She said it was common to see grown men and women — doctors, nurses and technicians — on their knees reasoning with three and four year-olds going ape over stuff like juice boxes and peanut butter sandwiches. My friend said the same kids most often settled down and behaved as soon as their parents were out of sight. When it’s nap time, it’s nap time.

Now reasoning with a three year-old is pretty much like bargaining with a cat. If you’re lucky you might eventually bore the little scamp into submission. Thankfully, this particular folly has been largely confined to the educated classes. Truck drivers and short-order cooks know better.

More recently, however, police in posh communities have begun arresting parents for crimes like allowing their children to frequent playgrounds on their own. Apparently my entire childhood, and that of my forty-something sons, was one long serial crime. I used to cross them at the corner and let them walk several blocks to the Billy Mitchell Boys Club on their own. They learned a lot down there, not all of it on the day care curriculum.

Judging by the popular press, it appears that many of those toddlers, coddled and cosseted all their lives, have now enrolled in college, where confusion reigns. It appears that the faculty and administration of some of our most esteemed institutions of higher education have found themselves pleading with the little beggars on their knees.

Item: At Brown University last year, administrators fearful that student anxieties might be “triggered” by a debate about campus “rape culture” set up a “safe space” to recuperate from the stress of hearing heterodox opinions. According to Judith Shulevitz in the New York Times, “the room was equipped with cookies, coloring books, bubbles, Play-Doh, calming music, pillows, blankets and a video of frolicking puppies, as well as students and staff members trained to deal with trauma.”

Evidently a couple of dozen students hid out there during the debate — the wonder, I suppose, being that the event took place at all.

Item: At Emory University, students pronounced themselves traumatized by “TRUMP 2016” chalked on campus sidewalks. Demonstrators chanted “Come speak to us, we are in pain!” until the university president agreed. Emory, incidentally, is located in Atlanta, GA, a state likely to be carried by Trump come November.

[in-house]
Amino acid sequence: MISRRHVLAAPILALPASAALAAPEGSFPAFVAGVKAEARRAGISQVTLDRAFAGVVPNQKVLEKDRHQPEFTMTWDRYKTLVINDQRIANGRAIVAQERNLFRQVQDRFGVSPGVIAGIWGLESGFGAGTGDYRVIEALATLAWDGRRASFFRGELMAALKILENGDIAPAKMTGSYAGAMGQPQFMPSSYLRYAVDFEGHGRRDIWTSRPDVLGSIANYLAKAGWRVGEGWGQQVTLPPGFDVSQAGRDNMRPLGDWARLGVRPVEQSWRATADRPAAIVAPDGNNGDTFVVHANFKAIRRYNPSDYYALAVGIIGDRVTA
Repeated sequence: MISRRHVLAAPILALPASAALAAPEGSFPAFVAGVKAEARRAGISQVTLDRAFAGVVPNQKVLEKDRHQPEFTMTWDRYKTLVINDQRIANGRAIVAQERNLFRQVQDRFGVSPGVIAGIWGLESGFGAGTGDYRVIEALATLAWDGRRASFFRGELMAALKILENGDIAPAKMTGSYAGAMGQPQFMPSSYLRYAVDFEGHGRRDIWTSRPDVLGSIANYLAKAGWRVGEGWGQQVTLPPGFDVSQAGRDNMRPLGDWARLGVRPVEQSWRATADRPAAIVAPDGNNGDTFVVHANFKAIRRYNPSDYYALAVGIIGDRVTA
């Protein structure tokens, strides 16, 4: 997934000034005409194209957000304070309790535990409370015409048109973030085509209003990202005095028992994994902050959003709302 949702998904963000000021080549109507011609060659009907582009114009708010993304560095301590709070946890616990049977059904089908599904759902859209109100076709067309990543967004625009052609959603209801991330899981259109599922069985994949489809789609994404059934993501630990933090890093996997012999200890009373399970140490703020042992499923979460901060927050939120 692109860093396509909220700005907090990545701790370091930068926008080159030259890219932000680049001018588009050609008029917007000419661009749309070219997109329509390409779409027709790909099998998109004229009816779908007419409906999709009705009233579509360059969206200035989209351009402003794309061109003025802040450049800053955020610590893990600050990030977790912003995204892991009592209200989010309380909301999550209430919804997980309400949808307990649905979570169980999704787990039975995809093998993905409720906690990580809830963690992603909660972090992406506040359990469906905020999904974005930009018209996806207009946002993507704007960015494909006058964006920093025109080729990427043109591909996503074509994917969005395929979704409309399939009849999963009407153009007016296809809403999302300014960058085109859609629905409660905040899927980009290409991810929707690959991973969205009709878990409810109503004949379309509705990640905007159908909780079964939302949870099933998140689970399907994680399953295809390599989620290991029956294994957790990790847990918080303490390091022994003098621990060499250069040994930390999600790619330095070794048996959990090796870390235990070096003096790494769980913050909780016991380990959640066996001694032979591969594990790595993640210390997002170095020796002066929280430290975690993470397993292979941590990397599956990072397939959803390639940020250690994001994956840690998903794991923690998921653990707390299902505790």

Item: English literature majors at Yale University objected that a required class in “Major English Poets…creates a culture that is especially hostile to students of color.” Reading Chaucer, Milton, Shakespeare, Wordsworth and T.S. Eliot was deemed oppressive.

“We have spoken,” they demanded. “We are speaking. Pay attention.”

My response would be simple: You don’t want to read Shakespeare, then find another major. What did you think English Literature was going to be?

No snarky newspaper column, however, could possibly prepare you for Oberlin College as depicted in a fascinating piece of long-form journalism by Nathan Heller of the New Yorker.  

Displaying more patience and curiosity than a person of my inclinations could muster, Heller depicts a campus with an admirable history of social activism in perpetual turmoil from ethnic and sexual controversies so arcane and self-referential as to defy parody.

A sophomore demands a trigger warning on Sophocles “Antigone.” (Suicide) Asian students object that the Chinese food is “inauthentic.” (Imagine that. Second rate Sichuan cuisine in small town Ohio!)

Among black students’ fifty “non-negotiable demands” is instant tenure for a writing instructor who says that Jews are responsible for 9/11; also that the college free itself of all remnants of “imperialism, white supremacy, capitalism, ableism, and a cissexist heteropatriarchy.”